More than two million corporations and limited liability companies are created in the United States every year. Only a handful of these entities are subject to public disclosure of details of their activities, either for the protection of investors or as part of regulating particular industries. Concerned that most U.S. states do not require reporting of information on the beneficial ownership of these entities, and that “malign actors seek to conceal their ownership” of these entities to “facilitate illicit activity, including money laundering, the financing of terrorism, proliferation financing, serious tax fraud, human and drug trafficking, counterfeiting, piracy, securities fraud, financial fraud, and acts of foreign corruption,” the CTA requires the U.S. Treasury Secretary to establish a comprehensive database of information identify the organizers and beneficial owners of all entities, including entities already existing. This law will affect private aircraft owners, because most often private aircraft are owned by closely-held entities.
On September 30, 2022, the U.S. Treasury Secretary, through the Financial Crimes Enforcement Network (FinCEN) published a final rule to implement the CTA that goes into effect on January 1, 2024. For entities formed on or after January 1, 2024, information on the individual organizer of the entity and the individual beneficial owners must be reported to FinCEN within thirty days of formation. For pre-existing entities, information on the organizer of the entity and the beneficial owners must be reported by January 1, 2025. Any changes in previously reported information must be filed with FinCEN within 30 days.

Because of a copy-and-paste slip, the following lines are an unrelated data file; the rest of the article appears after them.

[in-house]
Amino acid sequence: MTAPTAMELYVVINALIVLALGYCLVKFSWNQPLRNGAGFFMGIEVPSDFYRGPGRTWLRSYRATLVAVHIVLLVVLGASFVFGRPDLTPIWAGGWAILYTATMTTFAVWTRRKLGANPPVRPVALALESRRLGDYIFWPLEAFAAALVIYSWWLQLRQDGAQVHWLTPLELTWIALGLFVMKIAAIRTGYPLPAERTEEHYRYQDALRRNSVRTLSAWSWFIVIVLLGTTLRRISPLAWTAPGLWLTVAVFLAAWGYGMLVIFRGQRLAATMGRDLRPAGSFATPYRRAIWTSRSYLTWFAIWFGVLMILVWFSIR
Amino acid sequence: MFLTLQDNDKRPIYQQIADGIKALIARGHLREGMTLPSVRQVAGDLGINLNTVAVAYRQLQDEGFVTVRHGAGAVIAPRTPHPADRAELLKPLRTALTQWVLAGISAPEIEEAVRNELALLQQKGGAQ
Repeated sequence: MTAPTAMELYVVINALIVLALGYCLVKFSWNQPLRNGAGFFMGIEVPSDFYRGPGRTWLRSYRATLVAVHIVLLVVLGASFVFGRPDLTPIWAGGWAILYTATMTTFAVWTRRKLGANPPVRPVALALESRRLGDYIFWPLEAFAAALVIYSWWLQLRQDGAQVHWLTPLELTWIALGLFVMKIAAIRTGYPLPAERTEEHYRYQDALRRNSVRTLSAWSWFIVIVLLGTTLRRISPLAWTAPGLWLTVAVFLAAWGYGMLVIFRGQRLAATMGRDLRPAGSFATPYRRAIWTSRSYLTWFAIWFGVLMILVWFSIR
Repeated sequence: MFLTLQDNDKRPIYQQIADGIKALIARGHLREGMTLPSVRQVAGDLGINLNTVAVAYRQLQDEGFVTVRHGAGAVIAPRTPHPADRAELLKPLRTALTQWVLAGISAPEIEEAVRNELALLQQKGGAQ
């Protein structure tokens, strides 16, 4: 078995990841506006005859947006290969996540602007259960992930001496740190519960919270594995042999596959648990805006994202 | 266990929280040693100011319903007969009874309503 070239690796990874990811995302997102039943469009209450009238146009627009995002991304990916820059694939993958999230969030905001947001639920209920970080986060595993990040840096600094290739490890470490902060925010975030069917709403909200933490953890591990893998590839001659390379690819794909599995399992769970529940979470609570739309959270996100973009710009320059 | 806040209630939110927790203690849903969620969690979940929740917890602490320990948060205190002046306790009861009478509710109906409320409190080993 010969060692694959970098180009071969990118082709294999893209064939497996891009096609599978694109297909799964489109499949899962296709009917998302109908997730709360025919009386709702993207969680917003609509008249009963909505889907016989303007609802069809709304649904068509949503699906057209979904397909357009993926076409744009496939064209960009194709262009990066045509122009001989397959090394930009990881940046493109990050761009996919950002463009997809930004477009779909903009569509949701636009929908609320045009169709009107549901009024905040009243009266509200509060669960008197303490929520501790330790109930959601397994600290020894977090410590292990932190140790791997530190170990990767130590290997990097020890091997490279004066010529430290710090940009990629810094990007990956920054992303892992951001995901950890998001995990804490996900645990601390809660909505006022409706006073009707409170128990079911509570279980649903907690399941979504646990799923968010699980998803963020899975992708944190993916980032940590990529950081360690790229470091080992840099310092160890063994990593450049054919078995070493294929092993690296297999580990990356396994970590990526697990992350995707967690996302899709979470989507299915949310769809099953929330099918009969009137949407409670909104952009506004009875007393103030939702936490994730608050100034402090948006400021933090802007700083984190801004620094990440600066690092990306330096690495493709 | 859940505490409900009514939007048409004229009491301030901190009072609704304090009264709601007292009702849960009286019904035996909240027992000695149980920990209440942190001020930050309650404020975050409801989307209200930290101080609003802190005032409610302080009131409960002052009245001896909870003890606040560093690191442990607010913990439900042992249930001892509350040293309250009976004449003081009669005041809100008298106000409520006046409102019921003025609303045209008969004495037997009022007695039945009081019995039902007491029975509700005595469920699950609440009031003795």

Individual information will include name, date of birth and current address, the number of a non-expired passport or government identity document, and an image of the document. The report must disclose information for individual organizers and persons who “exercise substantial control” or have more than 25 percent of the ownership interests in the entity.
There are several types of companies that are not required to report, such as SEC-reporting companies, banks and depository institutions, broker-dealers in securities, insurance companies, and other regulated entities. It also does not apply to tax-exempt organizations. Also exempt are companies that employ more than 20 full-time employees, have more than $5 million in U.S. gross income, and have an operating physical presence in the U.S. are exempt. Companies that are mostly dormant are also exempt from reporting requirements.
FinCEN is required to maintain the information in a secure database that is not accessible to the public. FinCEN may disclose information for federal, state or local law enforcement purposes, and to financial institutions for purposes of compliance anti-money laundering laws.
The CTA contains criminal and civil penalties for knowingly or intentionally filing false reports.
Starting January 1, 2024, be prepared to report to FinCEN additional information relating to the ownership of new entities you form, whether for aircraft ownership or otherwise.
The information in this article is intended to highlight potential issues with aircraft ownership and operations and is therefore general in nature. Please feel free to contact one of our experienced aviation attorneys directly to discuss your specific business/personal needs.